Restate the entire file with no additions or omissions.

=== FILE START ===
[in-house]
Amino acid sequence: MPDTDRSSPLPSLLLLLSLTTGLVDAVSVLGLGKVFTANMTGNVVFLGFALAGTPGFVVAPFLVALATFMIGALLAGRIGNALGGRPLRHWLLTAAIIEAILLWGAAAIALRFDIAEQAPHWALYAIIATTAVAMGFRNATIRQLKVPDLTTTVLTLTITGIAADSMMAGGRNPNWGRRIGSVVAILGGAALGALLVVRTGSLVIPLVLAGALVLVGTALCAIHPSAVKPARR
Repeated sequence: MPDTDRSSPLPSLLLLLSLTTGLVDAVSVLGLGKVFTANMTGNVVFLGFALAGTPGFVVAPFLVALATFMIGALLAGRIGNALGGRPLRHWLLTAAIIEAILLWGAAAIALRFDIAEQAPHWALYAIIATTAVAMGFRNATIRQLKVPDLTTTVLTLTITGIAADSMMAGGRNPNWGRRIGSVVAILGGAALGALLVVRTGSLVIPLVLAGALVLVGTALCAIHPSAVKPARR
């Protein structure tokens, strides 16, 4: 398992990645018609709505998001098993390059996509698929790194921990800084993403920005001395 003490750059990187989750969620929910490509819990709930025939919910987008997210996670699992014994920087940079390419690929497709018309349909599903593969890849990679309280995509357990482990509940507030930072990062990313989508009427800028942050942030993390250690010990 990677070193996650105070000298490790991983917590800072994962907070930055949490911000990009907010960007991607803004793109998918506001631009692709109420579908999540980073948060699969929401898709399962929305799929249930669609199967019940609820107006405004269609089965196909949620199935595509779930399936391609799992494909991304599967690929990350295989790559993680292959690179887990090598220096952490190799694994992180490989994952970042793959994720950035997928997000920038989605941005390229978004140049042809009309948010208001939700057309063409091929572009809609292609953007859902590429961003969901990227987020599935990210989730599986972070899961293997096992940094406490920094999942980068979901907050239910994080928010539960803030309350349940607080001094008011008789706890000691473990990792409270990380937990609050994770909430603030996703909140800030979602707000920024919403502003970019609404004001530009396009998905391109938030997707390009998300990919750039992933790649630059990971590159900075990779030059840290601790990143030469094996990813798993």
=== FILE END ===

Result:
[in-house]
Amino acid sequence: MPDTDRSSPLPSLLLLLSLTTGLVDAVSVLGLGKVFTANMTGNVVFLGFALAGTPGFVVAPFLVALATFMIGALLAGRIGNALGGRPLRHWLLTAAIIEAILLWGAAAIALRFDIAEQAPHWALYAIIATTAVAMGFRNATIRQLKVPDLTTTVLTLTITGIAADSMMAGGRNPNWGRRIGSVVAILGGAALGALLVVRTGSLVIPLVLAGALVLVGTALCAIHPSAVKPARR
Repeated sequence: MPDTDRSSPLPSLLLLLSLTTGLVDAVSVLGLGKVFTANMTGNVVFLGFALAGTPGFVVAPFLVALATFMIGALLAGRIGNALGGRPLRHWLLTAAIIEAILLWGAAAIALRFDIAEQAPHWALYAIIATTAVAMGFRNATIRQLKVPDLTTTVLTLTITGIAADSMMAGGRNPNWGRRIGSVVAILGGAALGALLVVRTGSLVIPLVLAGALVLVGTALCAIHPSAVKPARR
């Protein structure tokens, strides 16, 4: 398992990645018609709505998001098993390059996509698929790194921990800084993403920005001395 003490750059990187989750969620929910490509819990709930025939919910987008997210996670699992014994920087940079390419690929497709018309349909599903593969890849990679309280995509357990482990509940507030930072990062990313989508009427800028942050942030993390250690010990 990677070193996650105070000298490790991983917590800072994962907070930055949490911000990009907010960007991607803004793109998918506001631009692709109420579908999540980073948060699969929401898709399962929305799929249930669609199967019940609820107006405004269609089965196909949620199935595509779930399936391609799992494909991304599967690929990350295989790559993680292959690179887990090598220096952490190799694994992180490989994952970042793959994720950035997928997000920038989605941005390229978004140049042809009309948010208001939700057309063409091929572009809609292609953007859902590429961003969901990227987020599935990210989730599986972070899961293997096992940094406490920094999942980068979901907050239910994080928010539960803030309350349940607080001094008011008789706890000691473990990792409270990380937990609050994770909430603030996703909140800030979602707000920024919403502003970019609404004001530009396009998905391109938030997707390009998300990919750039992933790649630059990971590159900075990779030059840290601790990143030469094996990813798993």